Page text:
There are several key factors which lead to the American rebels winning the American Revolution; however, it's important to access those victories by seeing the British and American war strategies.
Firstly, American had no naval power, nor a standing Army as such until the Continental Congress appropriated the Militia following the Siege of Boston in 1775, and turned it into what became a unified fighting force known as the Continental Army. Still, this rag-tag army suffered desertion rates throughout its campaigns, particularly after the initial rage militaire wore off, and was not especially threatening, nor well equipped or disciplined -- much to General Washington's disappointment. Still, Washington had war experience, given his dealings in the French and Indian War. However, the might of the undefeatable British Navy and its military was world renowned and worrisome. Thus, in the Northern campaign, Washington employed his famous Fabian Strategy which was employed to wear down the British rather than fight them since Washington had neither sufficient enlistees nor weaponry. Washington knew that the British's Hudson Highland strategy could be defeated, but not by using standard pitched battles.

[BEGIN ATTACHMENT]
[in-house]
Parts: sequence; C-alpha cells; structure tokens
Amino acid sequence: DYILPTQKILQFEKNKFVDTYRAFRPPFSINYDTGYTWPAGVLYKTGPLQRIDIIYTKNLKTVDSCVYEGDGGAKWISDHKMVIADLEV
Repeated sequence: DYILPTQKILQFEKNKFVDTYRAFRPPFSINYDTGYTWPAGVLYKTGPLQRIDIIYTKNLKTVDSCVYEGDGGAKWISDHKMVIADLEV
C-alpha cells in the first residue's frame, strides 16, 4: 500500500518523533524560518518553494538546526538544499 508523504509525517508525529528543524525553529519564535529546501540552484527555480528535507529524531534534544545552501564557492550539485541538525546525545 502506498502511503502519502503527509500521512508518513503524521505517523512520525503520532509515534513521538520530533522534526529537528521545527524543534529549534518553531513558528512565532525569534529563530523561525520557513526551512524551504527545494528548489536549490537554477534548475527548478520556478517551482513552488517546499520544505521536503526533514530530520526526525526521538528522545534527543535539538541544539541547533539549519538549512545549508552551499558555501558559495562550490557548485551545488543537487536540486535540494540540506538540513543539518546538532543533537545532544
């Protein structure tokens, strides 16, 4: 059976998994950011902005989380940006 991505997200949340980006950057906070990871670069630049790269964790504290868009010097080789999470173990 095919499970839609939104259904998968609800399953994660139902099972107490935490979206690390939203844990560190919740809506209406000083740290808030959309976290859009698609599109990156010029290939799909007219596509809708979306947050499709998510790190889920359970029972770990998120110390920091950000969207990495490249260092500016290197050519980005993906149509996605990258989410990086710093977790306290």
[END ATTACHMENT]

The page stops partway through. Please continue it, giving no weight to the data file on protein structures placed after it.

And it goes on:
Secondly, with the public entrance of the French (they'd been secretly supplying American arms from the time of the British invasion at Long Island,) and their navy following the Battle of Saratoga in 1777 -- a decisive American victory was all but assured. The British southern campaign, meanwhile, was rapidly disintegrating with Cornwallis and his army being lured into a maddening chase of Danial Morgan following the battle of Cowpens in 1781. Morgan managed to lure Cornwallis eventually to Yorktown, Virginia into an inescapable trap. There, Cornwallis found himself surrounded and outgunned by both American and French forces where he famously surrendered.